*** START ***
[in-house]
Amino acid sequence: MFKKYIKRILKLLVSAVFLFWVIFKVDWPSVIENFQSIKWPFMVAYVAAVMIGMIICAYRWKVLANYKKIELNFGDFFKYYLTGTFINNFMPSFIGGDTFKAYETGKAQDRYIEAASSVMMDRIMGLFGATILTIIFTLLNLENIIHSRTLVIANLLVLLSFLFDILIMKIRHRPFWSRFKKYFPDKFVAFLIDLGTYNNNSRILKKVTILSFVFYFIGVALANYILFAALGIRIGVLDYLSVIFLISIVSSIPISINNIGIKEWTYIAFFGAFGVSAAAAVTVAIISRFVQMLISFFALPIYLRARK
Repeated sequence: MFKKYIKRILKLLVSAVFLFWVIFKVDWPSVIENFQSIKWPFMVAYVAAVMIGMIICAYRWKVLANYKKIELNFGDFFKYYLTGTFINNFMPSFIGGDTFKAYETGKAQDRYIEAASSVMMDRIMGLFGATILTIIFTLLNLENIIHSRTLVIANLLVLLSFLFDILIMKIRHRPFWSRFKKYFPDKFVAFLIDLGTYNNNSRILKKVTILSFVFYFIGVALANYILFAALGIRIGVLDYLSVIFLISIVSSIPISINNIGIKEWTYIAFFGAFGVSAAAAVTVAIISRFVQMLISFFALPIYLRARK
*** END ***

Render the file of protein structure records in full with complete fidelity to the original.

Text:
[in-house]
Amino acid sequence: MFKKYIKRILKLLVSAVFLFWVIFKVDWPSVIENFQSIKWPFMVAYVAAVMIGMIICAYRWKVLANYKKIELNFGDFFKYYLTGTFINNFMPSFIGGDTFKAYETGKAQDRYIEAASSVMMDRIMGLFGATILTIIFTLLNLENIIHSRTLVIANLLVLLSFLFDILIMKIRHRPFWSRFKKYFPDKFVAFLIDLGTYNNNSRILKKVTILSFVFYFIGVALANYILFAALGIRIGVLDYLSVIFLISIVSSIPISINNIGIKEWTYIAFFGAFGVSAAAAVTVAIISRFVQMLISFFALPIYLRARK
Repeated sequence: MFKKYIKRILKLLVSAVFLFWVIFKVDWPSVIENFQSIKWPFMVAYVAAVMIGMIICAYRWKVLANYKKIELNFGDFFKYYLTGTFINNFMPSFIGGDTFKAYETGKAQDRYIEAASSVMMDRIMGLFGATILTIIFTLLNLENIIHSRTLVIANLLVLLSFLFDILIMKIRHRPFWSRFKKYFPDKFVAFLIDLGTYNNNSRILKKVTILSFVFYFIGVALANYILFAALGIRIGVLDYLSVIFLISIVSSIPISINNIGIKEWTYIAFFGAFGVSAAAAVTVAIISRFVQMLISFFALPIYLRARK